Image Alt

Utah Business

Carterra, a biotech startup based in Salt Lake City, is trying to make the screening process of life-saving drugs, faster and more efficient.

Carterra is streamlining the arduous process of screening new life-saving drugs

Biotherapeutic drug discovery is typically complex, time-consuming, and expensive. But new technology from Carterra, a biotech company based in Salt Lake City, enables the months-long intensive drug discovery process to be completed in just days. 

Formerly Wasatch Microfluidics, Carterra’s technology enables much larger experiments to be conducted with lower sample requirements than was previously possible, enabling biopharma researchers to receive high-quality information earlier and make better decisions sooner. 

Josh Eckman, Carterra’s CEO, says the company’s LSA platform can generate 100X the data in 10 percent of the time and with 1 percent of the sample requirements and consumable costs of other systems. The platform was used during the pandemic by various industry and academic labs and the world’s first Covid therapeutic was enabled by Carterra’s technologies, he says. 

In 2021, Eli Lilly and AbCellera used the Carterra LSA for antibody screening and characterization while looking for a Covid therapeutic. Because of LSA’s ability to produce huge amounts of data and high resolution so quickly, they were able to identify a candidate target—including backup antibody candidates—and find a therapeutic that could be passed on to clinical trials in only 90 days. 

“These therapeutics…have helped millions of patients around the world during the pandemic as an alternative to vaccination, saving tens of thousands of lives in the process,” Eckman says. Today, the Carterra LSA has been adopted by 17 of the 20 top pharmaceutical companies globally, helping drive the new wave of biotherapeutic drug discovery. 

Carterra’s technology also helps level the playing field between large pharma companies and smaller organizations. “It is now possible for ‘a few people in a garage’ to compete with the largest global pharmaceutical companies, due to the power of our LSA platform,” Eckman says. “it is a force multiplier and equalizer for small organizations and a significant accelerating resource for large organizations…We believe this will increase competition, leading to better outcomes for patients, lower drug prices, and wider availability.”

Eckman says Carterra’s funding journey started with initial funding from government grants and angel investors. In 2014, Pfizer partnered with Carterra with a million-dollar investment. Two years later, Carterra raised its first major institutional investment from Telegraph Hill Partners, a life science-focused venture capital firm in San Francisco. Carterra has raised multiple rounds of VC since Eckman says. Last October, the company had raised approximately $50M in funding to date, according to the Lassonde Entrepreneur Institute.

Raising money can be a full-time job, in addition to the more-than-full-time job of launching and growing a business, Eckman says, and it’s hard to balance those competing interests. His advice to those in a similar situation as he was? Surround yourself with a strong team that can help shoulder the burdens of growing the business while you work to secure the resources necessary to survive and thrive.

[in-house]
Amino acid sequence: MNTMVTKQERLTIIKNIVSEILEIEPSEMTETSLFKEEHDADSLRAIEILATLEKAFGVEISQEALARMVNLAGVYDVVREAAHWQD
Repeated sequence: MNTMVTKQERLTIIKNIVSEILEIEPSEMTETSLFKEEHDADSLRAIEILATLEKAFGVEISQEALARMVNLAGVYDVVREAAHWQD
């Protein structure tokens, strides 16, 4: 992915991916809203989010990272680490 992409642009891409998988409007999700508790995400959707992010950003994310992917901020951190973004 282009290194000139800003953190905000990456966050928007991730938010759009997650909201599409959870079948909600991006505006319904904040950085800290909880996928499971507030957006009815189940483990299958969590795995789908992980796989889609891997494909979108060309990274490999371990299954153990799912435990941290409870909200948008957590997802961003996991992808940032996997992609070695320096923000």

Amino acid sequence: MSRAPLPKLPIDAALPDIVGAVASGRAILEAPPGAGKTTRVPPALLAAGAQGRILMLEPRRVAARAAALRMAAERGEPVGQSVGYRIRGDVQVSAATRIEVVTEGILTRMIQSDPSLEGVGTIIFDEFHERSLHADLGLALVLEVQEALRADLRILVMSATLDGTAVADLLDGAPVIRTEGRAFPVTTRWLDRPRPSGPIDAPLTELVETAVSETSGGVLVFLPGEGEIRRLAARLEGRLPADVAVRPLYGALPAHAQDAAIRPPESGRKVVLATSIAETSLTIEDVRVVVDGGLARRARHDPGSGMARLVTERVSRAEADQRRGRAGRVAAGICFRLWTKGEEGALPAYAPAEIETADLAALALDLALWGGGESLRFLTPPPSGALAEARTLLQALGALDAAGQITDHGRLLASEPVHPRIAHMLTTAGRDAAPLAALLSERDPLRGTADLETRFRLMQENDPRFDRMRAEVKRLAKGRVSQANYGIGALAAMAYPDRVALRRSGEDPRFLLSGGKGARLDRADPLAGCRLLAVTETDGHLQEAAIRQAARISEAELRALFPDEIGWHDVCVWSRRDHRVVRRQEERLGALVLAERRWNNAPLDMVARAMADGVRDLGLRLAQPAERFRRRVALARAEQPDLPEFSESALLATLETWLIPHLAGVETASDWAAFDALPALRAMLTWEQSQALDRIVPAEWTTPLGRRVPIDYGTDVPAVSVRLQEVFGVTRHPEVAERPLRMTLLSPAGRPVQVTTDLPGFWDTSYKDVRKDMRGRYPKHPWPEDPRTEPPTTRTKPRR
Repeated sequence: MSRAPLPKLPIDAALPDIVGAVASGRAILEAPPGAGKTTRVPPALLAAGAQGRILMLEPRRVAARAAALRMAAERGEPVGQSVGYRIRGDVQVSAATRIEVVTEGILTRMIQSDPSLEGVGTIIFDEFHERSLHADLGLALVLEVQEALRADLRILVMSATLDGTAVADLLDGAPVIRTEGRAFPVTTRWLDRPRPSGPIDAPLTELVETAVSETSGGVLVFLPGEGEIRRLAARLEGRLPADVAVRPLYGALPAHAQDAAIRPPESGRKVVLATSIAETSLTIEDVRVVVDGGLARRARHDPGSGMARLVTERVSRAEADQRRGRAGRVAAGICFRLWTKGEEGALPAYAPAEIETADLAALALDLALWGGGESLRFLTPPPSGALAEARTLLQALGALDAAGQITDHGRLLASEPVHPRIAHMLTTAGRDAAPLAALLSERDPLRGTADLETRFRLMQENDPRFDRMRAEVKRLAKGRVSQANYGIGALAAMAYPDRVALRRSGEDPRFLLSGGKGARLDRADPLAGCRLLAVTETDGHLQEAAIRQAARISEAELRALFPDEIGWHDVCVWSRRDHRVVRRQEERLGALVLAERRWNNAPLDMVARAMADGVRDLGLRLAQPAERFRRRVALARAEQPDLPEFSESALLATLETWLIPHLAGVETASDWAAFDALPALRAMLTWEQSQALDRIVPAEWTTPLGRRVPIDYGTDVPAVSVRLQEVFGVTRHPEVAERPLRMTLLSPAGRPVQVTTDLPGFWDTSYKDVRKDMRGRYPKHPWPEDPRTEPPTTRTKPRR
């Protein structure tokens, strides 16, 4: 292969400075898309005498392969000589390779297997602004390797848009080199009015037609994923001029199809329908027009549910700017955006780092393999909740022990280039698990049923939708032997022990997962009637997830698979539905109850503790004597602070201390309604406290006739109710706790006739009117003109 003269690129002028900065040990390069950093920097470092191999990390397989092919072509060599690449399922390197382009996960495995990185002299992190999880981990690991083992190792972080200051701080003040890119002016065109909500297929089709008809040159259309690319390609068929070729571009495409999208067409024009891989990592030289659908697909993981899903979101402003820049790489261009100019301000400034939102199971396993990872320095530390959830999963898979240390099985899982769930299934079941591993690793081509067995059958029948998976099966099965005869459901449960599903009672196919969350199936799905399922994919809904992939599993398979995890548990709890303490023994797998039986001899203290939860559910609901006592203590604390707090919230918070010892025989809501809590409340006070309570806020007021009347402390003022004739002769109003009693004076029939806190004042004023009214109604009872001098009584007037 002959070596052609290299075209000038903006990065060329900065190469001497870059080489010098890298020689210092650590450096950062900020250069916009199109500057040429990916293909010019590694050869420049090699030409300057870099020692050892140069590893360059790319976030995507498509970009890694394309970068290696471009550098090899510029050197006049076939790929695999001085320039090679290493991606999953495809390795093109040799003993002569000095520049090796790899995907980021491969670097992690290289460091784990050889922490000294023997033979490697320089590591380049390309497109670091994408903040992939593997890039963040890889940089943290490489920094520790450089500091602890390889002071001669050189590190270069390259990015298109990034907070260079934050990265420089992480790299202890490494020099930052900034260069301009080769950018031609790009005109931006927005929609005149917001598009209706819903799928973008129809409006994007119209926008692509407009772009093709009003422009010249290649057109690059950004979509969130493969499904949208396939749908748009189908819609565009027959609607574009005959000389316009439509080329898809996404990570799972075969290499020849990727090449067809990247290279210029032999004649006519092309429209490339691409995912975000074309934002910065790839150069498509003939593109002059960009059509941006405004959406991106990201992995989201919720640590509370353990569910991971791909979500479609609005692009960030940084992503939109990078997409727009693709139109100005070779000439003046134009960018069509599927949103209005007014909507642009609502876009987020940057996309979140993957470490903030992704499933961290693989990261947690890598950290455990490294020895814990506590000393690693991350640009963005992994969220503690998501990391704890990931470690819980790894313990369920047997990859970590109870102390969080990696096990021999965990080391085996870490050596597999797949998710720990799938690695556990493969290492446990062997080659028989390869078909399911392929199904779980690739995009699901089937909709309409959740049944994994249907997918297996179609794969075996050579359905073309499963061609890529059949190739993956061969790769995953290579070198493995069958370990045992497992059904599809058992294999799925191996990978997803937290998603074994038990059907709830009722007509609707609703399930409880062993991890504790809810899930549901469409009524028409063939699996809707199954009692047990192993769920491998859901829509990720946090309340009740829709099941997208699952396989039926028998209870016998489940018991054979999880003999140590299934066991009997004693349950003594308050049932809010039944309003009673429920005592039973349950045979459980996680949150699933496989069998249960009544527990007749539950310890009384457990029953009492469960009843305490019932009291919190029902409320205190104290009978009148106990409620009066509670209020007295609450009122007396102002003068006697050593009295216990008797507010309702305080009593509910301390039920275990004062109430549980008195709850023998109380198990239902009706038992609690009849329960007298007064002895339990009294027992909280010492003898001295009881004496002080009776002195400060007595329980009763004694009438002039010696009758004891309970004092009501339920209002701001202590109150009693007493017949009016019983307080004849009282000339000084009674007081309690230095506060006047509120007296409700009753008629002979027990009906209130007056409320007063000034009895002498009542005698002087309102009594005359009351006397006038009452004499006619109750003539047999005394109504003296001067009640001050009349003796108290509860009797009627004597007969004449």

Eckman suggests seeking like-minded investors who understand your vision and have the domain experience and patience to see it through. He recommends avoiding the temptation to accept funding from investors or investment mechanisms that would be a bad match.  

Patience, Eckman says, is hard when you’re worried about making payroll. Carterra avoided some near misses with investors who would not have been a good fit. He says finding investors with the right backgrounds, culture fit, and market experience has paid dividends.  

If Eckman could go back and do anything differently, it would have been to fill key roles earlier—as soon as funding and product-market fit allowed, he says. He would have raised enough money as early as practicable to make that possible. “Our growth really started to kick in as we brought on executives with track records of success in their disciplines and excellent skills in recruiting and team-building,” he says. 

There seems to be a never-ending parade of challenges that could sink a young company, but Eckman says the key is to identify unmet needs in large and dynamic markets and to focus on how you will provide a substantial, differentiated, and sustained value to your customers.  

“Identify this value proposition, demonstrate it, hone it with close customer feedback, and prove you can secure customers at a reasonable cost,” he says. “Then, and only then, do you have the foundations of a scalable company.” Hire great people and get out of their way, Eckman suggests. 

“Entrepreneurship is a wild and exciting ride. It is an organic, creative, passionate, humbling, and gut-wrenching adventure,” he says. “There is a special satisfaction that comes from creating something which did not previously exist, and more so if your creation impacts the human condition in meaningful ways.”

Elainna Ciaramella (pronounced Elena Chairamella) was born and raised in Los Angeles, but spent over a decade near Laguna Beach in Orange County, California. After moving to sunny Las Vegas, the “entertainment capital of the world,” her yearning to live close to an outdoor playground brought her to southern Utah, where she now lives a few short miles from Tech Ridge, Atwood Innovation Plaza at Utah Tech, Dixie Technical College, and some of the best trails in the Beehive State. As a researcher, journalist and hopelessly devoted storyteller, she’s spent many full days interviewing founders, CEOs, and C-suite executives from all over the country. Beyond writing, her passions include strength training, art, music, hiking, and reading.